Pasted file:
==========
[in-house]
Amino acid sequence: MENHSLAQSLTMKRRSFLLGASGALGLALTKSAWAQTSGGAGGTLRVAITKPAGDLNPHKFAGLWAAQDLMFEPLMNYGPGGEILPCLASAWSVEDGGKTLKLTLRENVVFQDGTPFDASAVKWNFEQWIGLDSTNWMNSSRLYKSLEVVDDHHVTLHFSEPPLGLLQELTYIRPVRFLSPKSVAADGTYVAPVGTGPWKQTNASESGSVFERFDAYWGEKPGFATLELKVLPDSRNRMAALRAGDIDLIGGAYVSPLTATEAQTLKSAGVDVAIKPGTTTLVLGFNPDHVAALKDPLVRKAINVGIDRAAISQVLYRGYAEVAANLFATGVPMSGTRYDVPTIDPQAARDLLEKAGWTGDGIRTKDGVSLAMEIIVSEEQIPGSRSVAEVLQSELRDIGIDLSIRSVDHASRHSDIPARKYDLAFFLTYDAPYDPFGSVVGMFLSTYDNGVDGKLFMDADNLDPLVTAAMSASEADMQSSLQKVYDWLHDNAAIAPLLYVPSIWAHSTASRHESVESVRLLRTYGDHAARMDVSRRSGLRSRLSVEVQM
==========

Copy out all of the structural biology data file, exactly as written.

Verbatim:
[in-house]
Amino acid sequence: MENHSLAQSLTMKRRSFLLGASGALGLALTKSAWAQTSGGAGGTLRVAITKPAGDLNPHKFAGLWAAQDLMFEPLMNYGPGGEILPCLASAWSVEDGGKTLKLTLRENVVFQDGTPFDASAVKWNFEQWIGLDSTNWMNSSRLYKSLEVVDDHHVTLHFSEPPLGLLQELTYIRPVRFLSPKSVAADGTYVAPVGTGPWKQTNASESGSVFERFDAYWGEKPGFATLELKVLPDSRNRMAALRAGDIDLIGGAYVSPLTATEAQTLKSAGVDVAIKPGTTTLVLGFNPDHVAALKDPLVRKAINVGIDRAAISQVLYRGYAEVAANLFATGVPMSGTRYDVPTIDPQAARDLLEKAGWTGDGIRTKDGVSLAMEIIVSEEQIPGSRSVAEVLQSELRDIGIDLSIRSVDHASRHSDIPARKYDLAFFLTYDAPYDPFGSVVGMFLSTYDNGVDGKLFMDADNLDPLVTAAMSASEADMQSSLQKVYDWLHDNAAIAPLLYVPSIWAHSTASRHESVESVRLLRTYGDHAARMDVSRRSGLRSRLSVEVQM